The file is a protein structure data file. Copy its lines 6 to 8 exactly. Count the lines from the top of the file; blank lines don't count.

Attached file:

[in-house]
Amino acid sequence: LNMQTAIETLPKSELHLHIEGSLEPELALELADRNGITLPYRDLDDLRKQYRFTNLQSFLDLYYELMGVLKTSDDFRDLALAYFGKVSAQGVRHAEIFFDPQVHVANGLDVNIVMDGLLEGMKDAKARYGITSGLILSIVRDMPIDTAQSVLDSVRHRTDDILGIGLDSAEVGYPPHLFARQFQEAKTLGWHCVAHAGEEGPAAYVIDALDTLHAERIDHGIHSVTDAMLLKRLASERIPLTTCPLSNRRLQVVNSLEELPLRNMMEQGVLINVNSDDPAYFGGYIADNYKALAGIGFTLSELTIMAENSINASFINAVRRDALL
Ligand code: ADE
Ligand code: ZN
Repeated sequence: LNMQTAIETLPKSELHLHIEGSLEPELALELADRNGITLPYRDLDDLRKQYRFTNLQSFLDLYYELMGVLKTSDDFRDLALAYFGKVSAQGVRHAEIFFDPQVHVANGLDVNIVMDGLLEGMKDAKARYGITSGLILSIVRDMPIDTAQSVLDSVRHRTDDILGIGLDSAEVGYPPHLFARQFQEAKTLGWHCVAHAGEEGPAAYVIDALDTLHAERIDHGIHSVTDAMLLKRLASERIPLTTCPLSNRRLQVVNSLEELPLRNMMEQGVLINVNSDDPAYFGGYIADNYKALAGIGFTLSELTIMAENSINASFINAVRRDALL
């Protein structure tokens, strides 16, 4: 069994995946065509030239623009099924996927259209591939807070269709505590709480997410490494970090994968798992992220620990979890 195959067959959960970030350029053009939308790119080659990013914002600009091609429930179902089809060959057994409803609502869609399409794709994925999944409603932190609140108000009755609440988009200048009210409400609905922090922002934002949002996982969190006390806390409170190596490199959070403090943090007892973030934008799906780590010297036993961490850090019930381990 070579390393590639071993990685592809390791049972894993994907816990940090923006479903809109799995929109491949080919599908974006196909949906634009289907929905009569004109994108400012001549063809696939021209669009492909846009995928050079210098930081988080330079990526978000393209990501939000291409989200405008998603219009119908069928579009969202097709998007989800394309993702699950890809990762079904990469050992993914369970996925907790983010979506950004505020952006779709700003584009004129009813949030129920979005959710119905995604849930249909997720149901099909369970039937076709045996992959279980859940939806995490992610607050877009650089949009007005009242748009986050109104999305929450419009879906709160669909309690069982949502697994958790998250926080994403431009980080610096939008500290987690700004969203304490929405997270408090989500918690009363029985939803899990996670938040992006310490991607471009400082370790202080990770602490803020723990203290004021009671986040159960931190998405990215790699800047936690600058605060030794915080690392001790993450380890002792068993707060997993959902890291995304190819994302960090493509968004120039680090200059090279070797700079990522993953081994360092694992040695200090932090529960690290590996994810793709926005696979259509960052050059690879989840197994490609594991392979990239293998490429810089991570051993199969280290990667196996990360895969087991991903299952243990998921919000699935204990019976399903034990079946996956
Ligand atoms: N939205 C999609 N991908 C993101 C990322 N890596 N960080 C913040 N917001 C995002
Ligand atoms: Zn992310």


């Protein structure tokens, strides 16, 4: 069994995946065509030239623009099924996927259209591939807070269709505590709480997410490494970090994968798992992220620990979890 195959067959959960970030350029053009939308790119080659990013914002600009091609429930179902089809060959057994409803609502869609399409794709994925999944409603932190609140108000009755609440988009200048009210409400609905922090922002934002949002996982969190006390806390409170190596490199959070403090943090007892973030934008799906780590010297036993961490850090019930381990 070579390393590639071993990685592809390791049972894993994907816990940090923006479903809109799995929109491949080919599908974006196909949906634009289907929905009569004109994108400012001549063809696939021209669009492909846009995928050079210098930081988080330079990526978000393209990501939000291409989200405008998603219009119908069928579009969202097709998007989800394309993702699950890809990762079904990469050992993914369970996925907790983010979506950004505020952006779709700003584009004129009813949030129920979005959710119905995604849930249909997720149901099909369970039937076709045996992959279980859940939806995490992610607050877009650089949009007005009242748009986050109104999305929450419009879906709160669909309690069982949502697994958790998250926080994403431009980080610096939008500290987690700004969203304490929405997270408090989500918690009363029985939803899990996670938040992006310490991607471009400082370790202080990770602490803020723990203290004021009671986040159960931190998405990215790699800047936690600058605060030794915080690392001790993450380890002792068993707060997993959902890291995304190819994302960090493509968004120039680090200059090279070797700079990522993953081994360092694992040695200090932090529960690290590996994810793709926005696979259509960052050059690879989840197994490609594991392979990239293998490429810089991570051993199969280290990667196996990360895969087991991903299952243990998921919000699935204990019976399903034990079946996956
Ligand atoms: N939205 C999609 N991908 C993101 C990322 N890596 N960080 C913040 N917001 C995002
Ligand atoms: Zn992310």